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Category: List of Bases 2006 2006 ICTP activities in Trieste ICTP activities in Trieste
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lecture

Cosponsor(s):

Sponsored by ICTP, SCOSTEP/CAWSES, European COST actions 724 and 296, INAF, U.S. National Space Weather Program (NSWP) and INFN.

Start Time:

2 May 2006 at 08:30

Ends On:

19 May 2006

Location:

Trieste - Italy

Venue:

MB (Main Lecture Hall)

Organizer(s):

Directors: J.M. Forbes, M. Messerotti; S. Radicella (ICTP Local Organizer)

Description:

ABSTRACT
Space Weather refers to the variable conditions of the interplanetary, geospace and planetary environments relevant to human activities. Societal impacts can take many forms, including robotic and manned space exploration; satellite operations; communications; navigation; electric power grids; pipeline operations; ozone and climate variations. The Sun provides most of the initial energy driving space weather and modulates the energy input from sources outside the solar system, but this energy undergoes many transformations within the various components of the solar-terrestrial system, which is comprised of the solar wind, magnetosphere and radiation belts, the ionosphere, and the upper and lower atmospheres of Earth. The main focus of the School on Space Weather will be to follow the various pathways by which solar and outer space energy modifies the space and atmospheric environments of Earth, and impacts human activities and life. Topical areas will be covered with a view towards balanced treatment of basic physics, phenomenology, and data analyses. Students will learn how to access and use various models, databases and information technology tools for Sun-Earth scientific investigations. The societal impacts of solar variability will be introduced throughout. Since space weather is an interdisciplinary subject, tutorial lectures will be utilized to familiarize participants with subject matter fundamental to the more focused and applied lectures. In addition, students will have an opportunity to participate in assembly of a replica of Birkeland’s Terrella experiment.

Material:

08:30
12:00
REGISTRATION and ADMINISTRATIVE FORMALITIES
03h30'
Registration: Main Building Lobby (main entrance); Administrative Formalities: upon registration Enrico Fermi Building
12:00
14:00
Lunch Break
02h00'
14:00
14:15
Opening Remarks
15'
K.R. Sreeenivasan
Director, ICTP
14:15
14:30
School Overview
15'
S.M. Radicella / J. Forbes, M. Messerotti
Local Organizer/School Co-Directors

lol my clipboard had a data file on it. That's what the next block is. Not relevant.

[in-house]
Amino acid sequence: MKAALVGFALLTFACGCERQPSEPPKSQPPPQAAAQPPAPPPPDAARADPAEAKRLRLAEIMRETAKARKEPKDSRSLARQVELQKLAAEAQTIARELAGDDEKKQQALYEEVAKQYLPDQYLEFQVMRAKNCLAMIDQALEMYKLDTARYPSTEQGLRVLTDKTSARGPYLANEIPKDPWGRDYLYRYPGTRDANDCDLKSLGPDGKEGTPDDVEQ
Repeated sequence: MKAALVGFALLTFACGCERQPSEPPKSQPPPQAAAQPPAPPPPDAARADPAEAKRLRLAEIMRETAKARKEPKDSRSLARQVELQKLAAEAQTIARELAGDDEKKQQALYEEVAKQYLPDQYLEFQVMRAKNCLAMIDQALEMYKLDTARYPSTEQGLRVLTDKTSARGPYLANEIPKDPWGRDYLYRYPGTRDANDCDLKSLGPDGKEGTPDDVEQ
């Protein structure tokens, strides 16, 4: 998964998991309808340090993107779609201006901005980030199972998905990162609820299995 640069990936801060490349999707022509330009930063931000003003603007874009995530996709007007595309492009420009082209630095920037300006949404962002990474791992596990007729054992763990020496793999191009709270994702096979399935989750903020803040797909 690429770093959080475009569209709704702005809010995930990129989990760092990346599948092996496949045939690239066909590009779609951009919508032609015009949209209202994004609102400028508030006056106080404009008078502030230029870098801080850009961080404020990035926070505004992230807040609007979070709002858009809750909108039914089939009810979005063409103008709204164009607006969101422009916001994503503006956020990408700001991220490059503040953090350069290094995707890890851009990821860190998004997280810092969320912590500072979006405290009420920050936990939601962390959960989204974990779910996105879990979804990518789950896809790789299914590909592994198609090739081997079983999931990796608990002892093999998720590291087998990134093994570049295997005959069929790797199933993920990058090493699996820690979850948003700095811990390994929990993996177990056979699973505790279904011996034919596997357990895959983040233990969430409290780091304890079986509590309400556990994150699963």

14:30
14:45
Introductory Talk on ICTP Network
15'
J. Grassberger
ICTP Scientific Computer Section, Trieste
14:45
15:45
Introduction to Space Meteorology
01h00'
M. Messerotti
INAF-OATs, Trieste
Space Weather and Space Climate describe the short- to long-term time evolution of inner and outer perturbations originated by a variety of astrophysical processes occurring in the Solar System, where anthropogenic processes are relevant as well, and in exoplanetary systems. To define a suitable terminology, a foundation ontology for Space Meteorology will be introduced and the related observational framework will be outlined by means of Concept Maps to emphasize the interrelationships among the various phenomena and their effects on planetary environments.

15:45
16:45
Basic Physics of Magnetoplasmas-I: Single Particle Drift Motions
01h00'
V. Cadez
Astronomical Observatory, Belgrade
16:45
17:00
Break
15'
17:00
18:00
Basic Physics of Magnetoplasmas-II: Fluid Description and MHD
01h00'
V. Cadez
18:00
19:00
Basic Physics of Magnetoplasmas-III: Statics and MHD Waves in Gravitational Field
01h00'
V. Cadez
19:00
19:30
Introductory Lecture on RSI IDL Programming
30'
M. Messerotti
3 May 2006
08:30
09:30
The Sun as a Star
01h00'
N. Gopalswamy
NASA-GSFC, Greenbelt,MC
The first lecture will deal with generalities and address the following questions. What is our place in the universe? Where is the solar system located in the Milky Way? How does the Sun fit into the Hertzsprung-Russell diagram? What is the final state of the Sun? What is the structure of the Sun?
09:30
10:30
Physics of the Solar Interior
01h00'
N. Gopalswamy
The second lecture will deal with how energy is generated and transported in the solar interior. The following topics will be discussed: Thermonuclear fusion with proton-proton and Carbon-Nitrogen-Oxygen cycles; the solar neutrino problem and its final resolution; details of the internal structure of the Sun; Helioseismology/solar oscillations; the solar dynamo; solar cycle and polarity reversal
10:30
11:00
Break
30'
11:00
12:00
Physics of the Solar Atmosphere
01h00'
N. Gopalswamy
This lecture will deal with photosphere, Chromosphere and Corona. The following topics will be discussed: granulation, sunspots, faculae, physics of the chromosphere, chromospheric network and super granulation, chromospheric heating, flares, prominences, The solar corona and phenomenology.